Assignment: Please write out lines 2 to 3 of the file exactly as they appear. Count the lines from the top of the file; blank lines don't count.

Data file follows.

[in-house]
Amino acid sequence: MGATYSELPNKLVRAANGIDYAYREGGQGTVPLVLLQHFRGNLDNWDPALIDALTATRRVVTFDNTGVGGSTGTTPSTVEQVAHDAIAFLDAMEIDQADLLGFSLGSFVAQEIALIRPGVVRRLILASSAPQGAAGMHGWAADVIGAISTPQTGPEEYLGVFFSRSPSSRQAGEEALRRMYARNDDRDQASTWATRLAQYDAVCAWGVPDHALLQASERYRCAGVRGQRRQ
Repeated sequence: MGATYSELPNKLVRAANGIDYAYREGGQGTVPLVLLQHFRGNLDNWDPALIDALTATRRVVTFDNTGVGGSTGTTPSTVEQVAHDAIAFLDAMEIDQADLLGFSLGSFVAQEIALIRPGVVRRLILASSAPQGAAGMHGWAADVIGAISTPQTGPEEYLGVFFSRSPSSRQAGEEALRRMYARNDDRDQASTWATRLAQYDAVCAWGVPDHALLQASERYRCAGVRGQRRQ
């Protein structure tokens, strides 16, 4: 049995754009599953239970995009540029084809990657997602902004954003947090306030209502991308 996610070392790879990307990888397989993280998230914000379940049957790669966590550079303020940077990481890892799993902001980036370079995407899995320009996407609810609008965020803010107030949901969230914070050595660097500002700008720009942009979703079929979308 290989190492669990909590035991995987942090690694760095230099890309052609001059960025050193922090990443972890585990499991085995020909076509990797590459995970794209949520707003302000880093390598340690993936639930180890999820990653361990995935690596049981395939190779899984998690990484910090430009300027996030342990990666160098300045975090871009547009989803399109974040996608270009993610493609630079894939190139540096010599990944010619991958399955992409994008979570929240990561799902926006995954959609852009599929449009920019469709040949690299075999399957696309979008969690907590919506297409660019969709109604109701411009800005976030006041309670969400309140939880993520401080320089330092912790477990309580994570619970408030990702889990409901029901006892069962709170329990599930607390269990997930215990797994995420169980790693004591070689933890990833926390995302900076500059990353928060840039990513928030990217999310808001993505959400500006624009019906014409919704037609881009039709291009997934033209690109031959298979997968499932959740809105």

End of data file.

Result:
Amino acid sequence: MGATYSELPNKLVRAANGIDYAYREGGQGTVPLVLLQHFRGNLDNWDPALIDALTATRRVVTFDNTGVGGSTGTTPSTVEQVAHDAIAFLDAMEIDQADLLGFSLGSFVAQEIALIRPGVVRRLILASSAPQGAAGMHGWAADVIGAISTPQTGPEEYLGVFFSRSPSSRQAGEEALRRMYARNDDRDQASTWATRLAQYDAVCAWGVPDHALLQASERYRCAGVRGQRRQ
Repeated sequence: MGATYSELPNKLVRAANGIDYAYREGGQGTVPLVLLQHFRGNLDNWDPALIDALTATRRVVTFDNTGVGGSTGTTPSTVEQVAHDAIAFLDAMEIDQADLLGFSLGSFVAQEIALIRPGVVRRLILASSAPQGAAGMHGWAADVIGAISTPQTGPEEYLGVFFSRSPSSRQAGEEALRRMYARNDDRDQASTWATRLAQYDAVCAWGVPDHALLQASERYRCAGVRGQRRQ